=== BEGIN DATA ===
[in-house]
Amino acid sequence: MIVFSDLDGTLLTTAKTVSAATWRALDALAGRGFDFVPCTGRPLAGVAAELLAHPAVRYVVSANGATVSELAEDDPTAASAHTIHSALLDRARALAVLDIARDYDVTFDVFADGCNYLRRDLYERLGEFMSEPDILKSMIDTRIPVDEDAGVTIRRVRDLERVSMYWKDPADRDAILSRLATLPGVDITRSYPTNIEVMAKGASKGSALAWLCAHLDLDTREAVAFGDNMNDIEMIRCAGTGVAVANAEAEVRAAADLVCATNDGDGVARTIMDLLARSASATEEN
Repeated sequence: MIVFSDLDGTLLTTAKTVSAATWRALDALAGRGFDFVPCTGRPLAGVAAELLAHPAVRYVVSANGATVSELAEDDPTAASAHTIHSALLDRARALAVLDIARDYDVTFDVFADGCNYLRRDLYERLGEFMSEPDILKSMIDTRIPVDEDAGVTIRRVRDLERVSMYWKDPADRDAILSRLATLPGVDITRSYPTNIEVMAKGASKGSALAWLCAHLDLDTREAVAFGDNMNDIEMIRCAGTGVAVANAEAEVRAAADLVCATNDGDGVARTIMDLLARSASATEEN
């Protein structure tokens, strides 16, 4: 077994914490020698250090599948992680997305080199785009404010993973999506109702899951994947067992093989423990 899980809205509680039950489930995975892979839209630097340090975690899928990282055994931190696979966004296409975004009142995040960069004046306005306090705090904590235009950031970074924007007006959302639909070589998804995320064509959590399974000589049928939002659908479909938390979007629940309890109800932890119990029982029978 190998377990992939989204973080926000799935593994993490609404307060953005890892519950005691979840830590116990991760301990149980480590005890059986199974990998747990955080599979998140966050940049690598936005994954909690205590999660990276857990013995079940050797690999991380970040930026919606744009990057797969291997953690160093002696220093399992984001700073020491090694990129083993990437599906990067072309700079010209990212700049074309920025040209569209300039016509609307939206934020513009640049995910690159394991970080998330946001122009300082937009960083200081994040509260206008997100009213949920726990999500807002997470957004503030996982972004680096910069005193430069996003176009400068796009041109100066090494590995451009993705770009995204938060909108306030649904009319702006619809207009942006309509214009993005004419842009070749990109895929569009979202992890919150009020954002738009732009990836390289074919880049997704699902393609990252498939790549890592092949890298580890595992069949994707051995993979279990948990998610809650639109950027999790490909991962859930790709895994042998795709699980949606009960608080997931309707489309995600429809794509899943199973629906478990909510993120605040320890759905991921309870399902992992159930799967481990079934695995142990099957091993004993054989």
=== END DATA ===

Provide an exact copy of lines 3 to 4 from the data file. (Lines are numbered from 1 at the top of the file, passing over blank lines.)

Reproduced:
Repeated sequence: MIVFSDLDGTLLTTAKTVSAATWRALDALAGRGFDFVPCTGRPLAGVAAELLAHPAVRYVVSANGATVSELAEDDPTAASAHTIHSALLDRARALAVLDIARDYDVTFDVFADGCNYLRRDLYERLGEFMSEPDILKSMIDTRIPVDEDAGVTIRRVRDLERVSMYWKDPADRDAILSRLATLPGVDITRSYPTNIEVMAKGASKGSALAWLCAHLDLDTREAVAFGDNMNDIEMIRCAGTGVAVANAEAEVRAAADLVCATNDGDGVARTIMDLLARSASATEEN
């Protein structure tokens, strides 16, 4: 077994914490020698250090599948992680997305080199785009404010993973999506109702899951994947067992093989423990 899980809205509680039950489930995975892979839209630097340090975690899928990282055994931190696979966004296409975004009142995040960069004046306005306090705090904590235009950031970074924007007006959302639909070589998804995320064509959590399974000589049928939002659908479909938390979007629940309890109800932890119990029982029978 190998377990992939989204973080926000799935593994993490609404307060953005890892519950005691979840830590116990991760301990149980480590005890059986199974990998747990955080599979998140966050940049690598936005994954909690205590999660990276857990013995079940050797690999991380970040930026919606744009990057797969291997953690160093002696220093399992984001700073020491090694990129083993990437599906990067072309700079010209990212700049074309920025040209569209300039016509609307939206934020513009640049995910690159394991970080998330946001122009300082937009960083200081994040509260206008997100009213949920726990999500807002997470957004503030996982972004680096910069005193430069996003176009400068796009041109100066090494590995451009993705770009995204938060909108306030649904009319702006619809207009942006309509214009993005004419842009070749990109895929569009979202992890919150009020954002738009732009990836390289074919880049997704699902393609990252498939790549890592092949890298580890595992069949994707051995993979279990948990998610809650639109950027999790490909991962859930790709895994042998795709699980949606009960608080997931309707489309995600429809794509899943199973629906478990909510993120605040320890759905991921309870399902992992159930799967481990079934695995142990099957091993004993054989």